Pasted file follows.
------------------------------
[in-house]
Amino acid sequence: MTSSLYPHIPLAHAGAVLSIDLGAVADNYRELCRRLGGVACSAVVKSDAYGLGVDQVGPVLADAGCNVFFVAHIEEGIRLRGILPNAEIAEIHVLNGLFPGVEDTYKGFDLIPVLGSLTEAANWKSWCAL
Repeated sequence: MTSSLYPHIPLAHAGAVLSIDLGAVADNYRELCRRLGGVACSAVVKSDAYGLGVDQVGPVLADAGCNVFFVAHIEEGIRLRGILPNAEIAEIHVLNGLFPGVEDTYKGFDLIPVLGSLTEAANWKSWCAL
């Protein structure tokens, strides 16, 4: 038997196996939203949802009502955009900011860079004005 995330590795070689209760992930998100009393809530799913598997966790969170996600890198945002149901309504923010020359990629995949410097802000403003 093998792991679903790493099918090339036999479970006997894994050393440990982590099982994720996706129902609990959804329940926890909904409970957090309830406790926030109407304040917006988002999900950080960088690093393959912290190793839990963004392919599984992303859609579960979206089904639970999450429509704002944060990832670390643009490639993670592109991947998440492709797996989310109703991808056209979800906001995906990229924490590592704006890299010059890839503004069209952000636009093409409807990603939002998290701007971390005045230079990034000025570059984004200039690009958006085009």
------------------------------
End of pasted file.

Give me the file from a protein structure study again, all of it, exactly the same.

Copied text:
[in-house]
Amino acid sequence: MTSSLYPHIPLAHAGAVLSIDLGAVADNYRELCRRLGGVACSAVVKSDAYGLGVDQVGPVLADAGCNVFFVAHIEEGIRLRGILPNAEIAEIHVLNGLFPGVEDTYKGFDLIPVLGSLTEAANWKSWCAL
Repeated sequence: MTSSLYPHIPLAHAGAVLSIDLGAVADNYRELCRRLGGVACSAVVKSDAYGLGVDQVGPVLADAGCNVFFVAHIEEGIRLRGILPNAEIAEIHVLNGLFPGVEDTYKGFDLIPVLGSLTEAANWKSWCAL
């Protein structure tokens, strides 16, 4: 038997196996939203949802009502955009900011860079004005 995330590795070689209760992930998100009393809530799913598997966790969170996600890198945002149901309504923010020359990629995949410097802000403003 093998792991679903790493099918090339036999479970006997894994050393440990982590099982994720996706129902609990959804329940926890909904409970957090309830406790926030109407304040917006988002999900950080960088690093393959912290190793839990963004392919599984992303859609579960979206089904639970999450429509704002944060990832670390643009490639993670592109991947998440492709797996989310109703991808056209979800906001995906990229924490590592704006890299010059890839503004069209952000636009093409409807990603939002998290701007971390005045230079990034000025570059984004200039690009958006085009």